A Case Against Charity? Made For Africa ? Hand Me Downs

This is sad to admit, but the African continent has grown a reputation for being a dump for?the world?s used products. Indeed, Africa as a continent is the largest importer of used Japanese vehicles, but the dumping is not limited to motor vehicles. African markets are also teeming with used garments from other continents. Oxfam has reported that about fifty percent of clothing sold in sub-Saharan Africa are used garments. Although initially, the sale of used imports seemed like a regular occurrence and even a good idea, the gift became a curse when exporters’ views changed, and Africa, once seen as a loyal customer became identified as a dumping ground for any and all items that other countries wanted to get rid of. Today, used items that have been banned, outdated, are subpar, performing below regulations and deemed unfit or even outright dangerous have been directed towards many parts of ?the continent. Rather than place these products into dumps and landfills, they are stuffed into crates and shipped off to Africans.

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To address this problem, we need to first understand its origins. The practice of selling used goods is normally not a bad thing. Used cars for example, command a large market in any country, developed or otherwise. It is quite beneficial for Africa to be able to import products that it does not manufacture in large quantities.? Most African countries do not manufacture their own vehicles locally. In such cases, it is not only convenient to import used vehicles, but absolutely mandatory. Add to this the fact that the average per capita income in sub-Saharan Africa is US$1,624; it is easy to understand why spanking new vehicles are completely out of consideration for the average driver. It also makes sense for cars that are no longer being used in developed countries to be sent to countries where they can make a real difference to the transportation sector.? Additionally, numerous charitable organizations take donated items from developed countries and place them in containers bound for the African continent. These items, often clothing are then sold at discount prices to those who really need them. The original intentions were undoubtedly with Africa?s best interests in mind, but lately this type of ?charity has become akin to the transportation of unwanted trash to a dump site. The good willed actions have become, in many cases, convenient regular disposals.

Today, we see cars that would never be permitted to operate in developed countries being used to transport human beings. The engines knock, and the emissions are clearly visible dark plumes of carbon monoxide, which would give a diesel truck a run for its money. The seatbelts are missing, and many cars that originally came with airbags have since been deployed and repacked, and then shipped off to Africa after it could not be re-registered in its home country. While not all imported cars are bad, it was necessary to put an end to as many of the bad cases as possible. Not only does bringing in substandard foreign goods litter the continent with the world?s refuse, it also severely hampers the growth of local industries. For example, trade liberalization policies have a history of devastating the African textile industries. In Ghana, garment and textile employment was almost completely decimated with an 80% decline from 1975 to 2000. This is a shame, considering that the quality of the new locally made garments are just as good as, or even better than the used foreign garments.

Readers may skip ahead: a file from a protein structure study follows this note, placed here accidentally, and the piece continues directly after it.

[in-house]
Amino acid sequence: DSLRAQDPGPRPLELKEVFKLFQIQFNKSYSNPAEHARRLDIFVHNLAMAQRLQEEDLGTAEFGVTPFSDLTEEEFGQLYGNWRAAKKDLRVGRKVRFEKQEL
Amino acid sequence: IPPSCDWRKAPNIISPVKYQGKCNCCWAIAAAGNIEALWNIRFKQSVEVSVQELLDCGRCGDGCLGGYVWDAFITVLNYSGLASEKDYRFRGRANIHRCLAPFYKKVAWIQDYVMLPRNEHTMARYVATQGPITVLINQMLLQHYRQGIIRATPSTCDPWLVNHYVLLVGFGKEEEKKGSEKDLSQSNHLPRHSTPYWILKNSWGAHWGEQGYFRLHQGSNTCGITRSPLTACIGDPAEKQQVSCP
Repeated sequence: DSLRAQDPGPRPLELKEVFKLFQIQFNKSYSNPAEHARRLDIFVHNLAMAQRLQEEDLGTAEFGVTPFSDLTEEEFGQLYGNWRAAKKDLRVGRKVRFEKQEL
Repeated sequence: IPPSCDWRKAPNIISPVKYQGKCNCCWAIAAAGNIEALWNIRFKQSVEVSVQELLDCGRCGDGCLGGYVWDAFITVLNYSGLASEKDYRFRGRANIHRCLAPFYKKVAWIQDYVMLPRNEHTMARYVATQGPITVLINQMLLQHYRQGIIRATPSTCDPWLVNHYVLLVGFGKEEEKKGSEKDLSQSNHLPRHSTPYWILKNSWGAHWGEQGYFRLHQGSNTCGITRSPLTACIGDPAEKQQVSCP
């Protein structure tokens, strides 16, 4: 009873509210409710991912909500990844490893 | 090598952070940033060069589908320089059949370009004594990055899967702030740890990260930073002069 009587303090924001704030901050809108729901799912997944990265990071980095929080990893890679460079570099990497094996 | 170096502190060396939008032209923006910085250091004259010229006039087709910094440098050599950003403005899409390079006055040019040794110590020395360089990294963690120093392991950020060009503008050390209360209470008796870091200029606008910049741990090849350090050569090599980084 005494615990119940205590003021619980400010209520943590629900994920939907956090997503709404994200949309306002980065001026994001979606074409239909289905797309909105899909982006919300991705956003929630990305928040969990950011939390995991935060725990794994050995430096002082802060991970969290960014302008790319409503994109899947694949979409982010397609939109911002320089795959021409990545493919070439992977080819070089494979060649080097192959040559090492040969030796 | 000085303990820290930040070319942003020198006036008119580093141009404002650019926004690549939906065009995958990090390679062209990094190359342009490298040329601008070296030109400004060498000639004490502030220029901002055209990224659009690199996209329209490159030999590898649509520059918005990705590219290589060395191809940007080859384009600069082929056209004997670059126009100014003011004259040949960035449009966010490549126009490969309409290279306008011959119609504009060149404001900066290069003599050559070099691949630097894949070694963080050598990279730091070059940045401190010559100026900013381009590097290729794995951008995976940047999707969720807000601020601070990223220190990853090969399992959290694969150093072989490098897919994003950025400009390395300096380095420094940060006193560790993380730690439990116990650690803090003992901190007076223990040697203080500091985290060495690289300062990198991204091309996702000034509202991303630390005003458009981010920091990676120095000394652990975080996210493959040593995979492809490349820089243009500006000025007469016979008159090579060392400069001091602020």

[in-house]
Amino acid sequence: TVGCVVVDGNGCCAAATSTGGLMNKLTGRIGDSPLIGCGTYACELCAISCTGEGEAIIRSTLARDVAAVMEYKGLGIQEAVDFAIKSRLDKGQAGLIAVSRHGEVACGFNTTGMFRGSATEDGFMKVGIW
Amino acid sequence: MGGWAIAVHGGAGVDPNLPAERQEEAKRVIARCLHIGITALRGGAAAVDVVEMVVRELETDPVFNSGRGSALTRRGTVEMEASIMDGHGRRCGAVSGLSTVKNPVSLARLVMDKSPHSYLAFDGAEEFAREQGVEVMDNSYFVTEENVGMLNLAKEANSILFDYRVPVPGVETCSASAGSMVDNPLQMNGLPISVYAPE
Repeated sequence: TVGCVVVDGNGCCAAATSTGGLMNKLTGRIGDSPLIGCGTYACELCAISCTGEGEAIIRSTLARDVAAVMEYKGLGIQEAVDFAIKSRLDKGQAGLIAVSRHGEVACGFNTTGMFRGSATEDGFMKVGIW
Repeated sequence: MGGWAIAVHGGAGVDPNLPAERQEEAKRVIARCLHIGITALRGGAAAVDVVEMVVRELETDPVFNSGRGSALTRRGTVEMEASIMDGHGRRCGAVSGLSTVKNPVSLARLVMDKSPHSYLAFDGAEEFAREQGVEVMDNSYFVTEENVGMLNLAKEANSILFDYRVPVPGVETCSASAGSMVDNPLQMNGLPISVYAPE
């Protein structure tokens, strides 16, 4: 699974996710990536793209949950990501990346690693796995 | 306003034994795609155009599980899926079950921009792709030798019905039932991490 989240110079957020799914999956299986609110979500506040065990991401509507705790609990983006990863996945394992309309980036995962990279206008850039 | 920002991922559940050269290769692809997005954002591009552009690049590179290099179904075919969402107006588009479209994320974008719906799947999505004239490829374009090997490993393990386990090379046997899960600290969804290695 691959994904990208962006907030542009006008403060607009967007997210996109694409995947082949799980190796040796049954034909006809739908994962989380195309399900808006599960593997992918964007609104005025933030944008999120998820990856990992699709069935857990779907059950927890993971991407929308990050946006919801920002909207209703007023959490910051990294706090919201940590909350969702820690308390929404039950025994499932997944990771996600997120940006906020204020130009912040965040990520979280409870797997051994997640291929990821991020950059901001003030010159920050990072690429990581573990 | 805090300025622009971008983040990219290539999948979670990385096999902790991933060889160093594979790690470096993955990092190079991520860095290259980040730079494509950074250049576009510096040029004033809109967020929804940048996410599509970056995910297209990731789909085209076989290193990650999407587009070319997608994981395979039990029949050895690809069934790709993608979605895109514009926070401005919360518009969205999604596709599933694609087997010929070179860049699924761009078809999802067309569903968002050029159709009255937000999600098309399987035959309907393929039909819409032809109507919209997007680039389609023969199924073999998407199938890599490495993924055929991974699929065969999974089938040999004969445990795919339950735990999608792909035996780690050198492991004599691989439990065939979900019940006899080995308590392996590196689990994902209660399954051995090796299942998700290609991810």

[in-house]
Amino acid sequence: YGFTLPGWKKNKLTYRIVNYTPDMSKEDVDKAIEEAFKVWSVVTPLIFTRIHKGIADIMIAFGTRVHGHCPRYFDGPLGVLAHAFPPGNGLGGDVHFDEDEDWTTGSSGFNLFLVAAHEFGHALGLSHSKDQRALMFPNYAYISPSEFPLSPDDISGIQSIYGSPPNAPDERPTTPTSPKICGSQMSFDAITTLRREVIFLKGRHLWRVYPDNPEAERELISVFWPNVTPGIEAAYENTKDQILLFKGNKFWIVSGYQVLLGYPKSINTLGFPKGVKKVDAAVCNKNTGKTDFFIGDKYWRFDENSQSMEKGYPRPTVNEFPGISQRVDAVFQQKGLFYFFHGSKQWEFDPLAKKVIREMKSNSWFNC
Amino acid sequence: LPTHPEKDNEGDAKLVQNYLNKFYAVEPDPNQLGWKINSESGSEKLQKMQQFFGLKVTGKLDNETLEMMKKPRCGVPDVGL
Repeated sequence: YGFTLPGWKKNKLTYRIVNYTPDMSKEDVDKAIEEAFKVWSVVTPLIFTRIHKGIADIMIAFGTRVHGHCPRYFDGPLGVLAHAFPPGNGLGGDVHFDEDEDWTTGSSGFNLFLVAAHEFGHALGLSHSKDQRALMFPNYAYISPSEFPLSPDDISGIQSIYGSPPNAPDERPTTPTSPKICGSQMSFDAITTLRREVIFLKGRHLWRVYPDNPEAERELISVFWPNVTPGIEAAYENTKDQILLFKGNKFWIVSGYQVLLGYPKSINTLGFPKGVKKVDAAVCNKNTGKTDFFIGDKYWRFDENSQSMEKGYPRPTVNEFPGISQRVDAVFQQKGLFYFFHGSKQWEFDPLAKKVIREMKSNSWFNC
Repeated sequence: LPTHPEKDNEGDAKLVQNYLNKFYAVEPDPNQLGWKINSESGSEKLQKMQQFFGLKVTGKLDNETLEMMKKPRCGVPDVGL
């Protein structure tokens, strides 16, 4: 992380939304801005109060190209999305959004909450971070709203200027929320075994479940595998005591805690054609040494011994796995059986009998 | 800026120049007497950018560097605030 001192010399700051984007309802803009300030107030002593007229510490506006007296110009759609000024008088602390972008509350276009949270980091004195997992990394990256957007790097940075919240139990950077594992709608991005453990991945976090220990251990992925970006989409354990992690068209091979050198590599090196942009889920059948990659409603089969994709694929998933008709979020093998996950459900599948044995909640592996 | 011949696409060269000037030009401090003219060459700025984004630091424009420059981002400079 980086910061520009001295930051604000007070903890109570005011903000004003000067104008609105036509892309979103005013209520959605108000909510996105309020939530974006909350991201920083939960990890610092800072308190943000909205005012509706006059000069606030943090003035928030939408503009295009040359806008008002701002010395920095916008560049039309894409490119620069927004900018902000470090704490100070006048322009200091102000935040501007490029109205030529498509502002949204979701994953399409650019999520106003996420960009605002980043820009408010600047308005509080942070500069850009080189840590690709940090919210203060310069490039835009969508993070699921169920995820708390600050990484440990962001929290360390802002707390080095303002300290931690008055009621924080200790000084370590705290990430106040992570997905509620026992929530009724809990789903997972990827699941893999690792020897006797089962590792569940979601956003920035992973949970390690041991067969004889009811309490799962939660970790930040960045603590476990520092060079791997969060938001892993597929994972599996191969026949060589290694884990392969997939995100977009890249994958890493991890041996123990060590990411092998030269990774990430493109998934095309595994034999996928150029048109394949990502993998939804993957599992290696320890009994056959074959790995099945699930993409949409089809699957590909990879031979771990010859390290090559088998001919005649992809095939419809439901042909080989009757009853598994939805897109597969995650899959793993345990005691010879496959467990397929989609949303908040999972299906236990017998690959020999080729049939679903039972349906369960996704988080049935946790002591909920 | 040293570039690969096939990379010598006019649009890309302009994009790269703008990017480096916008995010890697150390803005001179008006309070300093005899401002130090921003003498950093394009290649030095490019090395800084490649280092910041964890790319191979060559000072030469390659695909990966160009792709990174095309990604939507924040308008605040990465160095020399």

In recent times, African countries have taken action to stop the dumping. A few years ago, Zimbabwe banned the Import of second hand Japanese cars, while Botswana has made it illegal to import vehicles older than five years. South Africa has completely banned all importation of any used cars. Nigeria casted a wider net and placed a seventy percent import duty on all imported cars, new or otherwise. Fortunately for Africa and [perhaps] unfortunately for others, the unreasonably high duty makes it unprofitable to dump vehicles in Africa. To support local enterprise and employment, Nigeria gives concessions to automakers who manufacture cars within the country, and provides a discounted import levy at only thirty-five percent. Nigerian President Goodluck Jonathan insisted earlier this year that his country would soon begin the export of automobiles and the results have been encouraging. Vehicle manufacturers who understand the benefits of the African market have set up shop to make the vehicles locally. Many African countries have the facilities to assemble foreign made cars, and this path would be a great compromise as a stopgap measure to enhance local industry and employment until cars can be manufactured completely locally.

It is important for local enterprises to be supported. Because of the progress that has been made in local enterprise and production owing to the limitation of foreign dumping, it seems to be a clear choice for African countries to continue to limit the import of used items, if for no other reason than to stop the reduction of Africa to a waste dump. As for the used articles of clothing being brought in by charities, while there is still a large need, and the clothing and supplies that are sold in country provide a revenue stream, it only makes sense that those in the developed world work with local manufacturers to reach a business agreement that enables profit generation, economic growth and of course, spanking new, locally made clothing.

Image:?Afi Holmes/Afsthetix

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